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Barbara L. Jouette, Attorney, P.C.
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How your felony conviction affects your custody rights

Large portions of the adults in the Texas have spent time in prison and many have been convicted of a felony. Depending on the nature of the crime, it is still possible to retain custody rights after your conviction. Many Texas parents have a criminal background and overcome to raise loving children.

There are some crimes that will steer a jury in the direction of terminating the child custody rights of a parent who has been convicted of a serious crime. These include examples such as child abuse, violent crimes and sexual felonies — especially those that involved a child. If a person has committed several crimes over a period of time, or has a history of violent behavior, the court might remove custody, but allow visitation. All situations are decided at the discretion of legal authorities.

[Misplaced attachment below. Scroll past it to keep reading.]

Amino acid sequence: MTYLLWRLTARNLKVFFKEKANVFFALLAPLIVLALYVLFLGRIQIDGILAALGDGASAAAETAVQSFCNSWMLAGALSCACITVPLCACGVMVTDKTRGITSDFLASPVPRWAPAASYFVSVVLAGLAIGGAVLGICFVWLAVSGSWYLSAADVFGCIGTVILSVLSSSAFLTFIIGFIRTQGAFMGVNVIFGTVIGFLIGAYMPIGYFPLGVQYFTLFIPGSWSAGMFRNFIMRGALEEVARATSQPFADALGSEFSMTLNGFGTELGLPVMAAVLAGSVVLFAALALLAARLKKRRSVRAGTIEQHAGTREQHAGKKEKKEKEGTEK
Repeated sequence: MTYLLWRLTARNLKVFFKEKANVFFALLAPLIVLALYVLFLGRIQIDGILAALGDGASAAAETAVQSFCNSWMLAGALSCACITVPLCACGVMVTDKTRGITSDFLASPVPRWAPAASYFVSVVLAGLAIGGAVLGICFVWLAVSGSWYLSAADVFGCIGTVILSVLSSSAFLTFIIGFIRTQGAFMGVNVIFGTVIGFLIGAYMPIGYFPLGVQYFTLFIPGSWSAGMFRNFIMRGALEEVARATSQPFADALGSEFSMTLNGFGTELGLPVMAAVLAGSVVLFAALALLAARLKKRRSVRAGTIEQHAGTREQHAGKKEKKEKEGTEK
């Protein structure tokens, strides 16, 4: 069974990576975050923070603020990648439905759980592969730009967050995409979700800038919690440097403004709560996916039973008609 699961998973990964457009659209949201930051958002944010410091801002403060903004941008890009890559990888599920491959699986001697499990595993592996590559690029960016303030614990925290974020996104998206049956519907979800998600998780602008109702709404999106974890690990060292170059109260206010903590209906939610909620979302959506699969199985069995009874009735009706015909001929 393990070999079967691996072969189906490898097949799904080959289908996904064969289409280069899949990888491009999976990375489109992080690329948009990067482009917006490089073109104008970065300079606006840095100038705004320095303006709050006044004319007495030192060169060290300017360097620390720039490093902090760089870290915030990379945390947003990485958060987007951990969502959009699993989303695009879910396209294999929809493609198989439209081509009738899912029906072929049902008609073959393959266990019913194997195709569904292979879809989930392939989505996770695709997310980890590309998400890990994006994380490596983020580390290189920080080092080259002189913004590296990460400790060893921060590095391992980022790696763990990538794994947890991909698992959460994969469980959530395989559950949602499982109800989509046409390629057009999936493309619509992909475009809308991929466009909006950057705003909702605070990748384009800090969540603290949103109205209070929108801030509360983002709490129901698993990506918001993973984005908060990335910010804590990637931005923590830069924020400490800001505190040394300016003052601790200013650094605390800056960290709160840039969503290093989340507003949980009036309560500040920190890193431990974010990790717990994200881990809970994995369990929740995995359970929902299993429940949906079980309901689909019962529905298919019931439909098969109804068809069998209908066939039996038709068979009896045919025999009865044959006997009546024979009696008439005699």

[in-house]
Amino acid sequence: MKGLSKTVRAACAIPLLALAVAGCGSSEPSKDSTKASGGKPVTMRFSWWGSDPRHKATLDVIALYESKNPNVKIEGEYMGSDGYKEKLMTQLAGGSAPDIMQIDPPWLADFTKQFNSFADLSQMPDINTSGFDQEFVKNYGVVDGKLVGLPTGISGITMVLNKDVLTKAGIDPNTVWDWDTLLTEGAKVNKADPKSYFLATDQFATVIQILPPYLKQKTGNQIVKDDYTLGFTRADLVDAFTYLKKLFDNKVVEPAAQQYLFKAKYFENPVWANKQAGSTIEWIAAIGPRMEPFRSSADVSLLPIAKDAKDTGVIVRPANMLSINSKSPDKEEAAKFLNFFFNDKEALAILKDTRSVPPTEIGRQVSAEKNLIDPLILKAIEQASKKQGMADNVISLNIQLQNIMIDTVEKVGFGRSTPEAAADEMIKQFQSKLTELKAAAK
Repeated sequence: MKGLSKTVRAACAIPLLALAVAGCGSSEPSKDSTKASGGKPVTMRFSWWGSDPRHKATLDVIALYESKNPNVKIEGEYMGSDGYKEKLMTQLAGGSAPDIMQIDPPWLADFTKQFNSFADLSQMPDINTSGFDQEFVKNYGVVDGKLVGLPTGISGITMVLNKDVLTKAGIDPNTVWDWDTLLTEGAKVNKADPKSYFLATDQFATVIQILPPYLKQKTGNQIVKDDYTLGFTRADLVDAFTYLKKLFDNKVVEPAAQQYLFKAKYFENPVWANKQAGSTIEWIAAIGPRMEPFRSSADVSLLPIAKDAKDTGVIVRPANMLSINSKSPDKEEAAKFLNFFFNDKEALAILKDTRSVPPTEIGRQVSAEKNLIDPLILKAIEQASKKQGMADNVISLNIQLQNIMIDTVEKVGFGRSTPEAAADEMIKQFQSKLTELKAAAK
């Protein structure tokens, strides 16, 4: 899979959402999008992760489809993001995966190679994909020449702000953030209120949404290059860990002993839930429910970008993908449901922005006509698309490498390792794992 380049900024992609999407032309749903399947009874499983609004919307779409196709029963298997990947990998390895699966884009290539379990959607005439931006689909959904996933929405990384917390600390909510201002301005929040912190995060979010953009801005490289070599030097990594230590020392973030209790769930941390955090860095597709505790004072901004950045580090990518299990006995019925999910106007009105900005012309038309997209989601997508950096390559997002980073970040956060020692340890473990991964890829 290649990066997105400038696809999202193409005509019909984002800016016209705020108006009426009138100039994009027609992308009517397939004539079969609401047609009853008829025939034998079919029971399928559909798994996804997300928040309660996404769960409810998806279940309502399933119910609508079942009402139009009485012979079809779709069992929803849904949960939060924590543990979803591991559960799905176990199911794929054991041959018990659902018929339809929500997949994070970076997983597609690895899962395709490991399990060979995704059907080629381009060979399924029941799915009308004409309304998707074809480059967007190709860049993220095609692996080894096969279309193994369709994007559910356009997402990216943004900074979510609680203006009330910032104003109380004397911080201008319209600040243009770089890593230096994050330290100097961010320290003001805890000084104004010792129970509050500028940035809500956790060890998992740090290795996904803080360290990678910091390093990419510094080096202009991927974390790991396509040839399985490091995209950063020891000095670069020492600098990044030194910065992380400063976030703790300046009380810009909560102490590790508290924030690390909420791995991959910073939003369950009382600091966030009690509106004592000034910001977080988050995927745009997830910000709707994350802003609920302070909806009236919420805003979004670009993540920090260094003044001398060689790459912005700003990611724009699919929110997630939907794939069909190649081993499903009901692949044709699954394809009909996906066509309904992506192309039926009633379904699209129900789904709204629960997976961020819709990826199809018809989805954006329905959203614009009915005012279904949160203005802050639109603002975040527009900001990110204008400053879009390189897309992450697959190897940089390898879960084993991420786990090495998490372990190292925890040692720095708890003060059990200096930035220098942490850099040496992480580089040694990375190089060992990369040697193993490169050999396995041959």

Legal custody allows the parent to remain active in making important decisions in the child’s life. These include making medical and educational decisions, but having legal custody does not give rights for visitation or physical custody; physical custody means that the child will live with the parent full time, or at least for a majority of the time.

A parent who is convicted of a crime might have legal or physical custody, or simply none at all. The court system will decide if the parent is fit and able to safely retain custody of their child. If you would like more information on this topic, speaking to an experienced attorney. This post is only an overview of child custody rights and should not be taken as legal advice.

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